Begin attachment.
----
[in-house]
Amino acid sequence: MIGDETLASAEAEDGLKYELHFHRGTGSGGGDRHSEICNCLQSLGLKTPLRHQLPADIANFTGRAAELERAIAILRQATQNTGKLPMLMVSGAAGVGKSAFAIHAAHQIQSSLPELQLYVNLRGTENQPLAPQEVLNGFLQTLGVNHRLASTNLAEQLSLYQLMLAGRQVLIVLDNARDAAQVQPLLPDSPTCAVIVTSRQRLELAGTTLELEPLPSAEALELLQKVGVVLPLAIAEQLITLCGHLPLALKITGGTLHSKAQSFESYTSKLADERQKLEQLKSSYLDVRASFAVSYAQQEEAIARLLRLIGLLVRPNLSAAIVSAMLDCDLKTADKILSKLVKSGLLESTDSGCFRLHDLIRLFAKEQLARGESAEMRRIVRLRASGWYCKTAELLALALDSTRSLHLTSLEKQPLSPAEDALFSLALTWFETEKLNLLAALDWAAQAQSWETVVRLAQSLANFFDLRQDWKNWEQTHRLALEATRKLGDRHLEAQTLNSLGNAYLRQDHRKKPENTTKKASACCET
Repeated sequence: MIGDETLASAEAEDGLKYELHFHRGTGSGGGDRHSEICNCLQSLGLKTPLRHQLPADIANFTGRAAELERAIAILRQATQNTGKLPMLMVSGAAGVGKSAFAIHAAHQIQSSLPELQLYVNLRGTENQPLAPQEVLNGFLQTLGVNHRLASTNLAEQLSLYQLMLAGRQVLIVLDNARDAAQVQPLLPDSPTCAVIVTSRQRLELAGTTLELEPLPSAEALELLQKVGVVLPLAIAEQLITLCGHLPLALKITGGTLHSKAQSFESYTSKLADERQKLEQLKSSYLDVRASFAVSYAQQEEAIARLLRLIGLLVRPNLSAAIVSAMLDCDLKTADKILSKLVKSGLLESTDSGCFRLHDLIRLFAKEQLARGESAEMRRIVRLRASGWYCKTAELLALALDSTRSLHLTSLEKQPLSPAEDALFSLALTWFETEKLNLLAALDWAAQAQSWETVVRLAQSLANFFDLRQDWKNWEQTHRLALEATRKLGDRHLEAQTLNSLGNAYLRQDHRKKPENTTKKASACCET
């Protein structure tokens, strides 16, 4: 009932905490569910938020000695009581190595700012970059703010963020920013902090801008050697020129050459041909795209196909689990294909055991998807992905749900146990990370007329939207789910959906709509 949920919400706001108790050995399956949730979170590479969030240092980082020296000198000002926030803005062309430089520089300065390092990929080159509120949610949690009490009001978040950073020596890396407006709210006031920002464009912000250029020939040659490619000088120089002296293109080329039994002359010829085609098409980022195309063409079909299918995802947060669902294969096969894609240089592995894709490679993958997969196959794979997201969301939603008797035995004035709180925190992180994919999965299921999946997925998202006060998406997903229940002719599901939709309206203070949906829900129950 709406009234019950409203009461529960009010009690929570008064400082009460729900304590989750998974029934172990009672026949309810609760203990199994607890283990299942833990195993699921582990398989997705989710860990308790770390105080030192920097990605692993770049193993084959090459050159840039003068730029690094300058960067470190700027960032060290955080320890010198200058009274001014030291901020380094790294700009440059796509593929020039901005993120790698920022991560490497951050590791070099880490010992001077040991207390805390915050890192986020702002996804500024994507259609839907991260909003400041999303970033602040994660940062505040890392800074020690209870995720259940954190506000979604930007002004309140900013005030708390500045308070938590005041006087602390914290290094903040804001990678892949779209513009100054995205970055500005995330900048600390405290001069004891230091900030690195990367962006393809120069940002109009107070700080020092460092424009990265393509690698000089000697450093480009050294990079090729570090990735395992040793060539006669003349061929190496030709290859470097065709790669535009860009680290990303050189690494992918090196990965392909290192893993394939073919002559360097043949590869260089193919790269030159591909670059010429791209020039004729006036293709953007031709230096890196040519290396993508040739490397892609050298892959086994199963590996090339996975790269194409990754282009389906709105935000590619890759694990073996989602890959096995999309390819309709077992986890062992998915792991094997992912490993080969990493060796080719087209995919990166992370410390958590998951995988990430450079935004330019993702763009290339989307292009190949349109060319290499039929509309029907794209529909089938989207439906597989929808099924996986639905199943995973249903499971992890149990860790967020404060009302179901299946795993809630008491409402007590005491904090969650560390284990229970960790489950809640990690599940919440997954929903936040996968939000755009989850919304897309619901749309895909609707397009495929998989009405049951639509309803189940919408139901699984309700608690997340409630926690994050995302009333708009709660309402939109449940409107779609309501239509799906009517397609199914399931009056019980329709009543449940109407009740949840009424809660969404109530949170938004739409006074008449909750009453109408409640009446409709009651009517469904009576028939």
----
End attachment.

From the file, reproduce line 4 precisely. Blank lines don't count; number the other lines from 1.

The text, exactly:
């Protein structure tokens, strides 16, 4: 009932905490569910938020000695009581190595700012970059703010963020920013902090801008050697020129050459041909795209196909689990294909055991998807992905749900146990990370007329939207789910959906709509 949920919400706001108790050995399956949730979170590479969030240092980082020296000198000002926030803005062309430089520089300065390092990929080159509120949610949690009490009001978040950073020596890396407006709210006031920002464009912000250029020939040659490619000088120089002296293109080329039994002359010829085609098409980022195309063409079909299918995802947060669902294969096969894609240089592995894709490679993958997969196959794979997201969301939603008797035995004035709180925190992180994919999965299921999946997925998202006060998406997903229940002719599901939709309206203070949906829900129950 709406009234019950409203009461529960009010009690929570008064400082009460729900304590989750998974029934172990009672026949309810609760203990199994607890283990299942833990195993699921582990398989997705989710860990308790770390105080030192920097990605692993770049193993084959090459050159840039003068730029690094300058960067470190700027960032060290955080320890010198200058009274001014030291901020380094790294700009440059796509593929020039901005993120790698920022991560490497951050590791070099880490010992001077040991207390805390915050890192986020702002996804500024994507259609839907991260909003400041999303970033602040994660940062505040890392800074020690209870995720259940954190506000979604930007002004309140900013005030708390500045308070938590005041006087602390914290290094903040804001990678892949779209513009100054995205970055500005995330900048600390405290001069004891230091900030690195990367962006393809120069940002109009107070700080020092460092424009990265393509690698000089000697450093480009050294990079090729570090990735395992040793060539006669003349061929190496030709290859470097065709790669535009860009680290990303050189690494992918090196990965392909290192893993394939073919002559360097043949590869260089193919790269030159591909670059010429791209020039004729006036293709953007031709230096890196040519290396993508040739490397892609050298892959086994199963590996090339996975790269194409990754282009389906709105935000590619890759694990073996989602890959096995999309390819309709077992986890062992998915792991094997992912490993080969990493060796080719087209995919990166992370410390958590998951995988990430450079935004330019993702763009290339989307292009190949349109060319290499039929509309029907794209529909089938989207439906597989929808099924996986639905199943995973249903499971992890149990860790967020404060009302179901299946795993809630008491409402007590005491904090969650560390284990229970960790489950809640990690599940919440997954929903936040996968939000755009989850919304897309619901749309895909609707397009495929998989009405049951639509309803189940919408139901699984309700608690997340409630926690994050995302009333708009709660309402939109449940409107779609309501239509799906009517397609199914399931009056019980329709009543449940109407009740949840009424809660969404109530949170938004739409006074008449909750009453109408409640009446409709009651009517469904009576028939």